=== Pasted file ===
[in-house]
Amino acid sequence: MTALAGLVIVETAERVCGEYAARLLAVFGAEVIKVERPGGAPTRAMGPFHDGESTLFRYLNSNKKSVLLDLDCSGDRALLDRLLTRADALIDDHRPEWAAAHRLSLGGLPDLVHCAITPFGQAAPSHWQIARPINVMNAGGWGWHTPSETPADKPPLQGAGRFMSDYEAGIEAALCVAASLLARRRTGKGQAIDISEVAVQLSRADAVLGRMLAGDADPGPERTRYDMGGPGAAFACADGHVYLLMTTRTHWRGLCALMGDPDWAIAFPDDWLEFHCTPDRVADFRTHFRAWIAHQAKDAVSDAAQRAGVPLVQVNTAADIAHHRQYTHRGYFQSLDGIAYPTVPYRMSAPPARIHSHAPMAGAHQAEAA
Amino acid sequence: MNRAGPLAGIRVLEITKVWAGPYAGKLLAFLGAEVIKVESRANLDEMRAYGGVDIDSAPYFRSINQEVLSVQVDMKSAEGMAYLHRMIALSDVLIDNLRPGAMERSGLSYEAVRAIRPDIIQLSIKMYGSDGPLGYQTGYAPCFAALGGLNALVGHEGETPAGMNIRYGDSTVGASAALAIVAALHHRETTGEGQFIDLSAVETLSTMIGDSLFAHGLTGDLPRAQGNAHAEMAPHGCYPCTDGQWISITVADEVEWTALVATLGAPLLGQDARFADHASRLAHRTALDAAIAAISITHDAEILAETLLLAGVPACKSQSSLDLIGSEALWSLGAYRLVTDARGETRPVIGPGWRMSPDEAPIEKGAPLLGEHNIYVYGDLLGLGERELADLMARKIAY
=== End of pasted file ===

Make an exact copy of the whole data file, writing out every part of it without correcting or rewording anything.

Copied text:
[in-house]
Amino acid sequence: MTALAGLVIVETAERVCGEYAARLLAVFGAEVIKVERPGGAPTRAMGPFHDGESTLFRYLNSNKKSVLLDLDCSGDRALLDRLLTRADALIDDHRPEWAAAHRLSLGGLPDLVHCAITPFGQAAPSHWQIARPINVMNAGGWGWHTPSETPADKPPLQGAGRFMSDYEAGIEAALCVAASLLARRRTGKGQAIDISEVAVQLSRADAVLGRMLAGDADPGPERTRYDMGGPGAAFACADGHVYLLMTTRTHWRGLCALMGDPDWAIAFPDDWLEFHCTPDRVADFRTHFRAWIAHQAKDAVSDAAQRAGVPLVQVNTAADIAHHRQYTHRGYFQSLDGIAYPTVPYRMSAPPARIHSHAPMAGAHQAEAA
Amino acid sequence: MNRAGPLAGIRVLEITKVWAGPYAGKLLAFLGAEVIKVESRANLDEMRAYGGVDIDSAPYFRSINQEVLSVQVDMKSAEGMAYLHRMIALSDVLIDNLRPGAMERSGLSYEAVRAIRPDIIQLSIKMYGSDGPLGYQTGYAPCFAALGGLNALVGHEGETPAGMNIRYGDSTVGASAALAIVAALHHRETTGEGQFIDLSAVETLSTMIGDSLFAHGLTGDLPRAQGNAHAEMAPHGCYPCTDGQWISITVADEVEWTALVATLGAPLLGQDARFADHASRLAHRTALDAAIAAISITHDAEILAETLLLAGVPACKSQSSLDLIGSEALWSLGAYRLVTDARGETRPVIGPGWRMSPDEAPIEKGAPLLGEHNIYVYGDLLGLGERELADLMARKIAY